Recently, I was digging through my file of “less than optimal boating decisions,” a collection of errors made during decades of boating, and which I prefer to avoid repeating. In the assemblage, I found half of what was once a pair of Cole Haan slip-on dress loafers. Having served their intended work purpose, they were relegated to yard work and various outdoor activities, and somehow ended up adorning my feet while I was at sea.
For reasons still unclear, I left the house in them for a day of crabbing aboard a nice, mid-20-foot sportfisherman. The crabbing was a great success; the choice in footwear was not.
I ended up entering the water a bit while launching the boat. (First mental note: Wet leather dress shoes do not dry quickly.) At various points in setting and pulling the pots, my footwear had an uncanny—but, in hindsight, predictable—ability to fall off. (Second mental note: Slip-on shoes may not stay on.) We ended up taking a few crabs ashore for an impromptu crab feed, which led to another water landing for the shoes, and some sand and rock infiltration. And, when we were back at the marina nearing dusk, while loading the boat back onto the trailer, one shoe slingshotted off my foot and flipped over the side of the dock. (Third mental note: Shoes work best when you have one for each foot.)
I returned home, and my wife was happy with the crabbing success, but duly asked, “How do you lose a shoe while boating?”
And so it came to be that my choice of footwear ended up in the file.
Appropriate seagoing footwear is important. Fashion may be first on a boater’s mind when selecting boating footwear. I think the more important consideration is safety, but it’s possible to have both.
Good boating footwear should fasten securely to the feet, to avoid the drink. It should have traction for wet and slippery deck surfaces. It should be water-resistant, waterproof or constructed of fast-drying materials. It should provide a level of warmth appropriate for the weather. And it should be comfortable.
If your deck shoes no longer meet these requirements (or maybe never did), it is time to consider new footwear.
The nonslip surface on many boats is there for a good reason, but it can tear up bare feet with some degree of unpleasantness. Good footwear not only protects the feet, but also matches up with the nonslip to maximize its benefits.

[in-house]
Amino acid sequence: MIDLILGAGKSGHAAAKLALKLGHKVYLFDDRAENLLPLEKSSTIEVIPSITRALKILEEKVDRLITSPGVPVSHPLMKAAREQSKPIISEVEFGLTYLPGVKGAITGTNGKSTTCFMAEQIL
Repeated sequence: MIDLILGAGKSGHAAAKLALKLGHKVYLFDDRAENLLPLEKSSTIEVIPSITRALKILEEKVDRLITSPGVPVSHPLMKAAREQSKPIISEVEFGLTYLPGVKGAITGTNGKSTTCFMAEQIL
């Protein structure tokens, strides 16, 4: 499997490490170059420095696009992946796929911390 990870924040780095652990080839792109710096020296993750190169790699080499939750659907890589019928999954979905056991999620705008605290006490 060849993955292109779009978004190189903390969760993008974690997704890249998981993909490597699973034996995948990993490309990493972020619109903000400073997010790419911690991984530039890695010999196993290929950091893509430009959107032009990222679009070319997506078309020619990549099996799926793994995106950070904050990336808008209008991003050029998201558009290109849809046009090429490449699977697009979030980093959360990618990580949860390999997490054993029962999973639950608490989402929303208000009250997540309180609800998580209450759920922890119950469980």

Do you like cleaning black rubber marks from the deck? Probably not. Another quality found in good boating footwear is nonmarking soles.
And if you’re the captain, you probably do not want to be distracted by what’s on, or not on your feet. The same goes for guests who double as a first or second mate.
Although there are many great manufacturers of serviceable boat shoes, and it is possible to have just one set of footwear aboard, I tend to allocate the footwear duty to a few different sets.
These are the shoes we wear on land. When I arrive at my boat, the city shoes come off and are stowed until I return home. City shoes are rarely a good option for boating. (Though I have kicked some ice on the dock with dress shoes. Who hasn’t?) I try to avoid using good boat shoes on land, as I don’t like tracking dirt, sand and other debris onto the boat. Conversely, while I love the smell of the sea, it’s sometimes best to leave the odor of seaweed and salt air out of the office meeting.
These are the workhorses of my boating shoe lineup, meeting all the requirements for good boating shoes. I wear these around the dock, while working on the boat and, of course, while cruising.
Back in my youth during the ’ 70s and early ’ 80s, water shoes were basically any old pair of athletic shoes that I’d wear in the water to protect my feet from rocks and barnacles. Fortunately, water shoes have come a long way since then. These are shoes specifically designed for water immersion, and to shed water quickly. I like having a pair on board mainly for when I am on the beach, or for when I go out in the dinghy fishing, crabbing or just roaming.
This might be a pair of shoes for when you find yourself at a nice shoreside restaurant, or meandering through a quaint seaside town. For some, these shoes may have a heightened degree of fashion, though in my case, the go-to-shore shoes are usually a newer (and cleaner) version of my cruising shoes, thusly available for double duty later in their functional life.
Apres Cruise Shoes
What about the ubiquitous flip-flips, slides or sandals? Leave these for a single purpose: cocktail hour. I would need many more than 10 fingers to count the number of lone flip-flops I have found floating around. Maybe the owner was boarding the dinghy to return from shore, one foot got stuck in some mud or sand, the flip-flop came off and it was just left behind. Maybe the flip-flop wearer was scrambling about the deck preparing to dock, and in the process of tossing fenders over the side and moving from stem to stern, a line caught the flip-flop and sent it into the drink.
Flip-flops can also be dangerous, often leaving much of the foot exposed and unprotected, and sometimes lacking in good traction. They do not normally meet any of the requirements for suitable cruising footwear.
So, there we have it. Happiness is, in fact, in the sole.
Douglas M. Wartelle is a Pacific Northwest native with 40 years of boating experience in the waters of Puget Sound, the San Juan Islands and the Canadian Gulf Islands. An attorney in Everett, Wash., by day, when he’s not in the office he can often be found on the water or, in the off-season, planning his next boating adventure.
This article was originally published in the May/June 2022 issue.